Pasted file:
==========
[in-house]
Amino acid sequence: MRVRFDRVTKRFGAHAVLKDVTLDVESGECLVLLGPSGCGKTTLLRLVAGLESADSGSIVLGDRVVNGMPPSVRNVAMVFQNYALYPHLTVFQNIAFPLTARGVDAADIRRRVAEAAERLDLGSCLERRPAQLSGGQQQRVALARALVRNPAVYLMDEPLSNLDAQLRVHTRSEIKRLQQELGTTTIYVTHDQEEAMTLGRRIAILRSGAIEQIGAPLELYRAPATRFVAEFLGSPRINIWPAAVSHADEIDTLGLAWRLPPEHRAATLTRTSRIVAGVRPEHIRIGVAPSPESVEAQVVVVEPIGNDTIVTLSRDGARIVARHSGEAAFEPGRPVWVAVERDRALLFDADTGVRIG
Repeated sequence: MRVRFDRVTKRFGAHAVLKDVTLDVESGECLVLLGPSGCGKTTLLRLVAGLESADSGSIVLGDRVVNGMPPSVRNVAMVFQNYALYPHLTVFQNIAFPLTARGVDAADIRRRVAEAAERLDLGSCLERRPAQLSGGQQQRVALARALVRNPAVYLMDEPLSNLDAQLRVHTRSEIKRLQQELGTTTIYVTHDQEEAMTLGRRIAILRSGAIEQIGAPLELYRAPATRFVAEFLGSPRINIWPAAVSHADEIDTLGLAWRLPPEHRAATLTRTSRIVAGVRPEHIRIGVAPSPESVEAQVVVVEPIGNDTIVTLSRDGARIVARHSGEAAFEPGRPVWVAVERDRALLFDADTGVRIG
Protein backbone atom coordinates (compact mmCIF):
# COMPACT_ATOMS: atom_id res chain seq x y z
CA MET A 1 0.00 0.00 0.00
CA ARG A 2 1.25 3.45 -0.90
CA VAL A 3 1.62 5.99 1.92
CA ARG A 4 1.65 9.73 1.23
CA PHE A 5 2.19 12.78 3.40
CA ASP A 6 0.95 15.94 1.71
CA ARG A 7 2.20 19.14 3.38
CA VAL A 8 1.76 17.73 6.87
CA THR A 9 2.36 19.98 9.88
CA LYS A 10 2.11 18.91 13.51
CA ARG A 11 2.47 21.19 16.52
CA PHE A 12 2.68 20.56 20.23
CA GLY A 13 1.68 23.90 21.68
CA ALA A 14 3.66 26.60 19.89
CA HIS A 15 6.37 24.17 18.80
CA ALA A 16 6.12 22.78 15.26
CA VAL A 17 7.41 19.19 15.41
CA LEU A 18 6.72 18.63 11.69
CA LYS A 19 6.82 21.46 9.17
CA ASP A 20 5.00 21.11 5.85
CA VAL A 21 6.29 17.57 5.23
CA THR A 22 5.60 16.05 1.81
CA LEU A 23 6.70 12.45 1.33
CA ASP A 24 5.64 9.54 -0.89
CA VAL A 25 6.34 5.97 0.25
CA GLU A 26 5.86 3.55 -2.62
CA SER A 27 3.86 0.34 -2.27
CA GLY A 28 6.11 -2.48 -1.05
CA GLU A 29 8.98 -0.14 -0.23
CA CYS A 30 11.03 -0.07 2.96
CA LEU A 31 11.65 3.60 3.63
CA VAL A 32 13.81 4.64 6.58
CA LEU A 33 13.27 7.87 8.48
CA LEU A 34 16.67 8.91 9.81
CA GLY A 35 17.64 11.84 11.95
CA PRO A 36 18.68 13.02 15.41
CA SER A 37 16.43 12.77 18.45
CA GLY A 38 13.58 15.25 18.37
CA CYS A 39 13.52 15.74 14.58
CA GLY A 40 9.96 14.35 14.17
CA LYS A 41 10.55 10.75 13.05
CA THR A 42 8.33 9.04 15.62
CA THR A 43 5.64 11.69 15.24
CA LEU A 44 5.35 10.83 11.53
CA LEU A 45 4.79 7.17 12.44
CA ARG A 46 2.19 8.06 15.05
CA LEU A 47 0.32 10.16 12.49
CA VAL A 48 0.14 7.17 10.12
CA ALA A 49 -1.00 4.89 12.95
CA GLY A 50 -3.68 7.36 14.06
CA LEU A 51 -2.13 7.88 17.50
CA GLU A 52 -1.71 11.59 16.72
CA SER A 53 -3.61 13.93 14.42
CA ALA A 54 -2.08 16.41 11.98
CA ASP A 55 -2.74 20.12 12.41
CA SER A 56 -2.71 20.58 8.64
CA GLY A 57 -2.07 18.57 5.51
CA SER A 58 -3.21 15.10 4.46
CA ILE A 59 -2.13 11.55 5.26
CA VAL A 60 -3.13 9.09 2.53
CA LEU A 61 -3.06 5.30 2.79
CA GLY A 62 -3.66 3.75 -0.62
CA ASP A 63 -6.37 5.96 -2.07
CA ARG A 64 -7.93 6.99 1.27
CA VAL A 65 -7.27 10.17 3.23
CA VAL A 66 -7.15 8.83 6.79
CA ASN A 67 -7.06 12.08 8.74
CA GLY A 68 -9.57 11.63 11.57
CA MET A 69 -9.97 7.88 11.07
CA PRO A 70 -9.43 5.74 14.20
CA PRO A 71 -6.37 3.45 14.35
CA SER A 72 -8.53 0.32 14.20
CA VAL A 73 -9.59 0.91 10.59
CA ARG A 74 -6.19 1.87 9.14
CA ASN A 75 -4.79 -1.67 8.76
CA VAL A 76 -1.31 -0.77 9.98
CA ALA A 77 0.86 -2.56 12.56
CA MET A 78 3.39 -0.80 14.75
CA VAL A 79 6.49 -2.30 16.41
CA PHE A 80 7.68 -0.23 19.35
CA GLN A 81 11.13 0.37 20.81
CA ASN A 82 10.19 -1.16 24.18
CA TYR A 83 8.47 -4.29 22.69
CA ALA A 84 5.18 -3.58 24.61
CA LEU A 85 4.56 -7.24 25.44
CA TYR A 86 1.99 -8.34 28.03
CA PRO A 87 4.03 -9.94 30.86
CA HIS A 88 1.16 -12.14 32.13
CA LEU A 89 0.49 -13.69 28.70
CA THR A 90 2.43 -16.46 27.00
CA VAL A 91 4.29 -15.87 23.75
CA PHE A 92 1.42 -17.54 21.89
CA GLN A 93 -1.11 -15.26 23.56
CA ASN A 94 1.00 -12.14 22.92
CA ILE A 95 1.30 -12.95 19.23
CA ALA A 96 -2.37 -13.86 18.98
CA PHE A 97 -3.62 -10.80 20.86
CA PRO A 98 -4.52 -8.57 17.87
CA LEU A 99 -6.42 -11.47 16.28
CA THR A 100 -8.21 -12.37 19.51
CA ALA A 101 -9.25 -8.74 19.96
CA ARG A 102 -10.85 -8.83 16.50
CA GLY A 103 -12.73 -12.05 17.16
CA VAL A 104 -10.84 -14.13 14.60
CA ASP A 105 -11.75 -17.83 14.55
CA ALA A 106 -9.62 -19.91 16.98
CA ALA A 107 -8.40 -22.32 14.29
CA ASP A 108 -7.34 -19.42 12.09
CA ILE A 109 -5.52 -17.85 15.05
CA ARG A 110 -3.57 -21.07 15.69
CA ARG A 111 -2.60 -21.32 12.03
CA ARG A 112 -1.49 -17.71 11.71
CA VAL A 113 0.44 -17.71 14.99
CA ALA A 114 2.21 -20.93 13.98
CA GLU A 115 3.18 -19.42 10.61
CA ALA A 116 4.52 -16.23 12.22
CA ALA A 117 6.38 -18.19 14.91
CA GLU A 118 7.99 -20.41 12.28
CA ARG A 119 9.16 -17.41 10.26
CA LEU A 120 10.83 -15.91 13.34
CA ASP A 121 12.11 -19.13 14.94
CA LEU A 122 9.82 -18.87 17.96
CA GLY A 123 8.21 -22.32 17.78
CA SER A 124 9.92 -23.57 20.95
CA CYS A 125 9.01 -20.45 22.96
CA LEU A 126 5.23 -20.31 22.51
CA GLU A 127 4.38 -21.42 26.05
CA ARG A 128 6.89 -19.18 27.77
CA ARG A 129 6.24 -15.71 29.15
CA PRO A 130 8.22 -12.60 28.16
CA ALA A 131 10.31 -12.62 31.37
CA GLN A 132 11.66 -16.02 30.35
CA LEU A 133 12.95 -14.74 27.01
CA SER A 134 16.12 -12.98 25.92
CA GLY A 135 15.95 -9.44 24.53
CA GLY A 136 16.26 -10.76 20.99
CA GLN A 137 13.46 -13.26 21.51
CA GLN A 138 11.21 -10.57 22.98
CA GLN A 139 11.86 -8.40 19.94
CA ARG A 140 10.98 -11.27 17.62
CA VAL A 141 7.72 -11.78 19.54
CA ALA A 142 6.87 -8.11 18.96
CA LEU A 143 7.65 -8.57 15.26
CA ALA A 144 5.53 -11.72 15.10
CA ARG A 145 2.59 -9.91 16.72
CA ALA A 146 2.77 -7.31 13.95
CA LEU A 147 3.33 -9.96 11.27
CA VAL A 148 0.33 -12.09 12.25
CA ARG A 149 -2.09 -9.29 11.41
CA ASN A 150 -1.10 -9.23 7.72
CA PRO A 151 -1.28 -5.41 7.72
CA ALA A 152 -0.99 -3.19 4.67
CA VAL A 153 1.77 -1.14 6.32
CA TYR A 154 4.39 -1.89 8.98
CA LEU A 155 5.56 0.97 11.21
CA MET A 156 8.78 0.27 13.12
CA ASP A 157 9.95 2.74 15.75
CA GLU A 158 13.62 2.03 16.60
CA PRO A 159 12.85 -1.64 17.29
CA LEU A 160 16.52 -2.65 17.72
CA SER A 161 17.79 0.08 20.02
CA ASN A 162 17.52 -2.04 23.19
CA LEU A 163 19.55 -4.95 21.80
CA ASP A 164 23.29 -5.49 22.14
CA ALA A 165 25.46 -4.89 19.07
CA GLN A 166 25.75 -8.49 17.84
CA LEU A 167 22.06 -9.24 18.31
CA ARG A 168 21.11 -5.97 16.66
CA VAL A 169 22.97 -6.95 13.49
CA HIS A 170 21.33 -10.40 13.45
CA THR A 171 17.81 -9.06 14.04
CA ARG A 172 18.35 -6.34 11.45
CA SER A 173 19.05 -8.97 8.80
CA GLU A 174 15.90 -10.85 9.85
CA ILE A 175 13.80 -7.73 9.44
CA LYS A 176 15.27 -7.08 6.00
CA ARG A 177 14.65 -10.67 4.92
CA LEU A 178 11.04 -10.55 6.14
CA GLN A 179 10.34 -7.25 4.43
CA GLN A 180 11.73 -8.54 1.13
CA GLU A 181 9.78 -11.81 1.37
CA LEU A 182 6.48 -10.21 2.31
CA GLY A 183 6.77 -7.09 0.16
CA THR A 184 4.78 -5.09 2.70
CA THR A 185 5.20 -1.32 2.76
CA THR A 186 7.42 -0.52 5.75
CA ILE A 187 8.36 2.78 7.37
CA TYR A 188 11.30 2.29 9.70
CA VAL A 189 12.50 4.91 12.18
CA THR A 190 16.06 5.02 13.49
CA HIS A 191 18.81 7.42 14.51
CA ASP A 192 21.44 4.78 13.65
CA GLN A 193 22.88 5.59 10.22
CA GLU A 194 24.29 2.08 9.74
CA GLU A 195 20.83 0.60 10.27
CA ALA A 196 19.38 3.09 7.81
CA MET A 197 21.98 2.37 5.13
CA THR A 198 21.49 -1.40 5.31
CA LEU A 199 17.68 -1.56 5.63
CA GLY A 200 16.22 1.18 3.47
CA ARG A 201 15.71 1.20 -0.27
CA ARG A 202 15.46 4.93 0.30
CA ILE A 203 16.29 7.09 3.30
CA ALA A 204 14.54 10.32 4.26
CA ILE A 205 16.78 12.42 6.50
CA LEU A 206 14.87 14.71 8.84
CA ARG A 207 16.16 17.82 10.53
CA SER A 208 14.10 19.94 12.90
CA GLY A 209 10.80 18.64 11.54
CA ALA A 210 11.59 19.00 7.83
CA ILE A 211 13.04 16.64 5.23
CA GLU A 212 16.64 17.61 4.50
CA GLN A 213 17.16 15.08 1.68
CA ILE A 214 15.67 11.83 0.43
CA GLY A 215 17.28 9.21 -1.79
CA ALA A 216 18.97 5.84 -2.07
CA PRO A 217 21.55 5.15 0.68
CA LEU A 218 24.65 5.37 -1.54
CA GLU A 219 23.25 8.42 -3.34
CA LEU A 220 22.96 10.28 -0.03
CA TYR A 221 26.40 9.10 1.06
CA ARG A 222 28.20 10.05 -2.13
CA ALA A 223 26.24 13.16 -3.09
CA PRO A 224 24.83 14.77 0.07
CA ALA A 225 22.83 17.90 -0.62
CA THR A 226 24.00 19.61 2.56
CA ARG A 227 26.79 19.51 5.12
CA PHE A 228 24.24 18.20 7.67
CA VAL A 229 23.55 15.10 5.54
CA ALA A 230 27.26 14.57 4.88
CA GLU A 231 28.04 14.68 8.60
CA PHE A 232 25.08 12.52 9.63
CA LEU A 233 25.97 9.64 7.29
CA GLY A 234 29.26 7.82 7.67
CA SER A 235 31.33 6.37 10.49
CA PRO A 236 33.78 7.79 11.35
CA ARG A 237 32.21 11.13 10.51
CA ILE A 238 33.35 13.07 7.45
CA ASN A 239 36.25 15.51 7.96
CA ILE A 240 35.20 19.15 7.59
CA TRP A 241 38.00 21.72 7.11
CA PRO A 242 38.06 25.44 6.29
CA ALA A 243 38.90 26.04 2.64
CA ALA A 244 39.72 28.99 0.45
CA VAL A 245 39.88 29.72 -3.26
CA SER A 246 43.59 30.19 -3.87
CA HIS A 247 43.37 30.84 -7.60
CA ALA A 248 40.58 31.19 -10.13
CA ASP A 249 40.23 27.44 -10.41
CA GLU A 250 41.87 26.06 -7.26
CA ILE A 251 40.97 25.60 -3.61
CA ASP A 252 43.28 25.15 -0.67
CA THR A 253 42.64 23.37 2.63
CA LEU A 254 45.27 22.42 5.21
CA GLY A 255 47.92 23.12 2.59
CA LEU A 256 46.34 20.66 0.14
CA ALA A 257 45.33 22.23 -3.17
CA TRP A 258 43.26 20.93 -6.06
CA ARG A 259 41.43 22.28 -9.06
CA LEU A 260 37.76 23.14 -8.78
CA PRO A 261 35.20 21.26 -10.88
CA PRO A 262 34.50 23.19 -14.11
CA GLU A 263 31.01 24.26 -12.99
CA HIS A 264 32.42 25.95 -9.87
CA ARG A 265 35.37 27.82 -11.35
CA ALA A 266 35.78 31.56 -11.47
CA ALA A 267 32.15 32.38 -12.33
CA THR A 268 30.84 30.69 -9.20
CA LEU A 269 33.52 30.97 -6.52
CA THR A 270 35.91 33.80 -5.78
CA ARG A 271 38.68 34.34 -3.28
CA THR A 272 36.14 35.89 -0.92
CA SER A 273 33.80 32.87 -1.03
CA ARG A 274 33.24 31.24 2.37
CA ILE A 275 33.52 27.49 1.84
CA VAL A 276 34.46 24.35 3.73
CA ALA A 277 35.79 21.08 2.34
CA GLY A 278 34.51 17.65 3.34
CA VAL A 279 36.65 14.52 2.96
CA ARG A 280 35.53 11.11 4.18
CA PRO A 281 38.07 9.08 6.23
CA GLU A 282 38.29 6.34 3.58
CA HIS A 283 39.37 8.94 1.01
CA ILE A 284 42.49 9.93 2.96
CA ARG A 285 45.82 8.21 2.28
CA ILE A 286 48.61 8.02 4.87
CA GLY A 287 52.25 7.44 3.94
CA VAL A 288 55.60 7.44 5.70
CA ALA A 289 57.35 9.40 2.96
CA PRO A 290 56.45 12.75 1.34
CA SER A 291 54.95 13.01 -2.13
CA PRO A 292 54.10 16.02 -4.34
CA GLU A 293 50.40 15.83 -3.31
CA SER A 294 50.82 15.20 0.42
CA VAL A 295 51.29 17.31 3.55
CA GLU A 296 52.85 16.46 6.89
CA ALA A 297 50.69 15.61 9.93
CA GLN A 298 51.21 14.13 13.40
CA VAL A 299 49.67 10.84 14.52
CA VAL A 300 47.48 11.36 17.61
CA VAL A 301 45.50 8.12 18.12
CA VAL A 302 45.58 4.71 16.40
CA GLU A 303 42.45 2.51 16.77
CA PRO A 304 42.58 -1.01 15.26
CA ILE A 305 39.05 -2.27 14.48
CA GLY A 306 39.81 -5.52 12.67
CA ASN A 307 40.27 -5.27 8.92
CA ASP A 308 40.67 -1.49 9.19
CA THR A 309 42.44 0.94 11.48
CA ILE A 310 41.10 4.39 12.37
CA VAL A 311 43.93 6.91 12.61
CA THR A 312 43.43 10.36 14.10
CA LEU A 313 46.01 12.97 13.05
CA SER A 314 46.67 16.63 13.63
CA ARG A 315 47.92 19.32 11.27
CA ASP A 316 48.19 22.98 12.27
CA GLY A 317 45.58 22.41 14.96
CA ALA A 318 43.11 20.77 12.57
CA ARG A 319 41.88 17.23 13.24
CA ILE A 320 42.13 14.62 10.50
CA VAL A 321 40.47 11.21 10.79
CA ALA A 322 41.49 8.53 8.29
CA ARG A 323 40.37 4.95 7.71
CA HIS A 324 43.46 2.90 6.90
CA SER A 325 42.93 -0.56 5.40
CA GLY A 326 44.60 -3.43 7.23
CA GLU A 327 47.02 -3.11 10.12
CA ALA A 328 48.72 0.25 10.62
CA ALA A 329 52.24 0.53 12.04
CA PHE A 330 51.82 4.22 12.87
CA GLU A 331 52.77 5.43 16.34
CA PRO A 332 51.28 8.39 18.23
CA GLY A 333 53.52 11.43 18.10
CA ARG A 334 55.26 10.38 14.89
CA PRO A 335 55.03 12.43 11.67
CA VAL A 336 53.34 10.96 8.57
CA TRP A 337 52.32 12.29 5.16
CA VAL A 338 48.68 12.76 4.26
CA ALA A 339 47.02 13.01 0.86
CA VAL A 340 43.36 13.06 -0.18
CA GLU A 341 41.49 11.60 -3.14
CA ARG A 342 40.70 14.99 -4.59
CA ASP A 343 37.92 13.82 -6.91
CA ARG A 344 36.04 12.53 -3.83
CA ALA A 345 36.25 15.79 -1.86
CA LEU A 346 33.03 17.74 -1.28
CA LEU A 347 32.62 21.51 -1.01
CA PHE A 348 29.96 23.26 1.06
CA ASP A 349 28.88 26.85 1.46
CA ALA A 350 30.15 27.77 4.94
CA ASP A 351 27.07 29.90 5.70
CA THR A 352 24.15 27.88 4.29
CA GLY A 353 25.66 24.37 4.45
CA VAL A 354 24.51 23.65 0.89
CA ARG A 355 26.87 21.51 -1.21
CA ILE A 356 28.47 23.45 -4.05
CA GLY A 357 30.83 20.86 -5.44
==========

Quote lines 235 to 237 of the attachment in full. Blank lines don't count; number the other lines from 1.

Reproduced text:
CA ALA A 230 27.26 14.57 4.88
CA GLU A 231 28.04 14.68 8.60
CA PHE A 232 25.08 12.52 9.63